Without loss of generality, we can assume that . Then, the nonlinear PDE (6) can be approximated by the following finite difference formula:wherewithand boundary conditions areHence, we obtain TM method, called Algorithm 1, for solving (6), where is the tolerance for stopping criterion, is the maximum number of iterations, is the Noisy image, is the true image, and PSNR is the peak signal-to-noise ratio between the true and restored images which is defined in Section 5.
3. Description of Restarted Homotopy Perturbation Method (RHPM)
In this section, we first describe the homotopy perturbation method (HPM) for solving nonlinear Partial Differential Equationwith the boundary conditionswhere is a general differential operator, is a boundary operator, is a known analytic functions, and is the boundary of the domain . The operator can be divided in two parts and , where is linear and is nonlinear. Therefore, (11) can be written asBy using homotopy technique, one can construct a homotopy which satisfiesor, equivalently,where is an embedding parameter and is the initial approximation of (11) which satisfies the boundary conditions. Clearly, we haveThe changing process of from zero to unity is just that of changing from to . This is called deformation and also and are called homotopic in topology. If the embedding parameter is considered as a “small parameter” applying the classical perturbation technique, then the solution of (15) can be expressed as a power series in ; that is,Setting , the solution of (11) can be expressed as the sum of an infinite seriesFurther description and convergence for the HPM can be found in [19–22, 26].
Before giving a general description of the restarted homotopy perturbation method (RHPM), we first provide a simple example of how RHPM can be applied to a PDE problem.
Example 1. Consider two-dimensional heat equation with variable coefficients of the formwith the initial condition .
Method 1 (HPM). We first solve (19) using the traditional HPM. The operators , , and in (13) can be viewed asLet . From (15), we readily obtain a homotopy which satisfiesThen, the solution of (21) can be expressed as in (17). Substituting (17) into (21), one obtainsComparing coefficients of terms with identical powers of , we obtain thatHence, we have Therefore, we obtain the homotopy solution of (21) Letting , we obtain the exact solution of (19) which is given by
Method 2 (RHPM). We propose a new approach for solving (19), called RHPM, which is based on HPM. We choose as an initial approximation of (19). Let the operators , , and be defined as in (20). Comparing coefficients of terms and in (22), one obtainsThen, the first two term approximation of (18) is defined as follows: From (27), using as an initial approximation, one easily obtainsFrom (29), the new approximation is given by From (27) with an initial approximation , one obtainsHence, the new approximation is given by Continuing this process, it can be seen that converges to the exact solution of (19), which is the same as the result of Method 1, as .
Generally speaking, the computation of in the HPM becomes more complicated as increases. To circumvent this problem, RHPM repeats the HPM process by computing only the first few terms instead of computing infinite terms of . This is a big advantage of RHPM as compared with HPM. From the idea of RHPM introduced in Example 1, the general procedure of RHPM for solving a nonlinear equation is described below.
Let be an initial approximation of a nonlinear equation. First, we compute the first th term approximation in the following way: Following the above computational process with as an initial approximation, a new approximation is computed as follows: By repeating the above process, a new approximation can be computed from the initial approximation , which was obtained at the th step, in the following way:Notice that are coefficients of , respectively. Then, the exact solution can be approximated by ; that is, under some appropriate conditions, (see Example 1). In RHPM, which computes only vectors , every step is called method. Clearly, RHPM introduced in Example 1 is RHPM.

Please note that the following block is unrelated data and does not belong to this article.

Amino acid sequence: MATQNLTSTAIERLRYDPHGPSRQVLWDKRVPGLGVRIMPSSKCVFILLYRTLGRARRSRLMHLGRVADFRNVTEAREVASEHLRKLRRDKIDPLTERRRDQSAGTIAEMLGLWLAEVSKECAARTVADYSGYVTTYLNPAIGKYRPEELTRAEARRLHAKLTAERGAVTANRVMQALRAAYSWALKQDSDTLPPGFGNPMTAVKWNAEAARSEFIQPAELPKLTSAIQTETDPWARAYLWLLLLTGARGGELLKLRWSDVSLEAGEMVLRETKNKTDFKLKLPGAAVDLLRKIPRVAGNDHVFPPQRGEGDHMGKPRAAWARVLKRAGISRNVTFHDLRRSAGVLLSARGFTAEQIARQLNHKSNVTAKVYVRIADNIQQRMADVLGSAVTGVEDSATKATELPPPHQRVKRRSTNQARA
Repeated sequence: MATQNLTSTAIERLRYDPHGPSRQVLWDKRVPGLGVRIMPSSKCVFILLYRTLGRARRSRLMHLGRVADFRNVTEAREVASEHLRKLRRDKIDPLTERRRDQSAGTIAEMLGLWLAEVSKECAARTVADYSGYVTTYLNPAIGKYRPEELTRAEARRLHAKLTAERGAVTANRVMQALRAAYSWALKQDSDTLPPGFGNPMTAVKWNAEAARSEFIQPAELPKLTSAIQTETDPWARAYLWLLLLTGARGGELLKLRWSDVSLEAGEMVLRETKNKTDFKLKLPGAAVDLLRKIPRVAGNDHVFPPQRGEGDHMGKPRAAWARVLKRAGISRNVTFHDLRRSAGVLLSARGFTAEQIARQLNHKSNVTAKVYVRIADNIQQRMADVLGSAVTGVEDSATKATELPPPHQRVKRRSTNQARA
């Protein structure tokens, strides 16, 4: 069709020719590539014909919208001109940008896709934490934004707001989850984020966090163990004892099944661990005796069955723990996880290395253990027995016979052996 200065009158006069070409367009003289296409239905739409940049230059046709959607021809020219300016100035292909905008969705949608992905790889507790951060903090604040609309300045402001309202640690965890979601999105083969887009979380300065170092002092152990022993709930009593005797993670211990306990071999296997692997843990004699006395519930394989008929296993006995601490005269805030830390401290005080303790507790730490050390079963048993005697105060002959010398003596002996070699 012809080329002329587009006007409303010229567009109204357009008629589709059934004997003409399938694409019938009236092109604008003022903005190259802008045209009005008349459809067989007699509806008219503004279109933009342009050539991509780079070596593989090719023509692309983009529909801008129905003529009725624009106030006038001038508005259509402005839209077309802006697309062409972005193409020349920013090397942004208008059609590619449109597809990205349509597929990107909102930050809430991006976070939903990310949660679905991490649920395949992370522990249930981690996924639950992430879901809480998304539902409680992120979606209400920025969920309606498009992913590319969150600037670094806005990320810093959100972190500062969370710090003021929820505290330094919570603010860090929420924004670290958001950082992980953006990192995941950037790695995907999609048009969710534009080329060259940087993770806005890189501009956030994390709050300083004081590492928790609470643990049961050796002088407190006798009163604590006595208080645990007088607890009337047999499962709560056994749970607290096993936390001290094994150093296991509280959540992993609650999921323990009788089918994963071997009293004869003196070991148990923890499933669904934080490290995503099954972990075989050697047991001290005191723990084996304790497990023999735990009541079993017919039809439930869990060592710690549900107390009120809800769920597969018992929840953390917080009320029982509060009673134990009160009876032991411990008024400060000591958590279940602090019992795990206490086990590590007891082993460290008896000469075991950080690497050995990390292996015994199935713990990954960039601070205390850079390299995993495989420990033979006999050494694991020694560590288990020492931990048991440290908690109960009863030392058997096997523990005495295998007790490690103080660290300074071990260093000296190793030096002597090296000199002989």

4. Application of RHPM to TV-Based Image Denoising Problem
In this section, we describe an application of RHPM to a TV-based image denoising problem. Before doing this, we first describe the binomial series which is used for an application of RHPM. The difficulty in applying RHPM to the TV-based image denoising problem comes from (45) (i.e., and ). In order to handle this difficulty, the following binomial series is used. For ,If in (36), thenLetting in (37), for ,If is large, then, by introducing a small parameter and using (38), can be approximated bySimilarly, if and in (36), then, for or ,If is large, then, by introducing a small parameter and using (40), can be approximated byNote that a small parameter is used to guarantee the convergence of the binomial series when is large.
Now, we describe how to apply RHPM to the TV-based image denoising problem (6). For simplicity of exposition, we describe computational process for RHPM (i.e., ). Since we only use four terms of the binomial series for numerical computation of (45), division by zero does not occur and thus is used for RHPM (see (39) and (41)). Let the operators , , and be defined as follows:where From (15), one obtainswhere Since the solution of (44) is of the form (17), by simple computation From these equations, one easily obtains where The and in (44) can be expressed asSubstituting into (39), one obtainswhere Hence, the first term of the right hand side in (45) can be written asSubstituting into (41), one obtains where Hence, the second term of the right hand side in (45) can be written asFrom (45), (52), and (55), (44) can be expressed asComparing the coefficients of , , and in (56),Applying the inverse operator of to (58), one obtainswhere and . From (60), the partial derivatives of arewhere , , and . From (61), , , and can be expressed asSubstituting (60) and (62) into (59) and applying the inverse operator of to (59), one obtainsNow, update whose new value is set to . By repeating the aforementioned process with the new updated , we obtain RHPM method.
For numerical implementation of RHPM method, let us assume that the domain has been split into cells, where the grid points are located at , , , . Let , where and , refer to the time step and iteration number, respectively. We denote the values of at the grid points by . Without loss of generality, we can assume that . For simplicity of exposition, we define the following notation: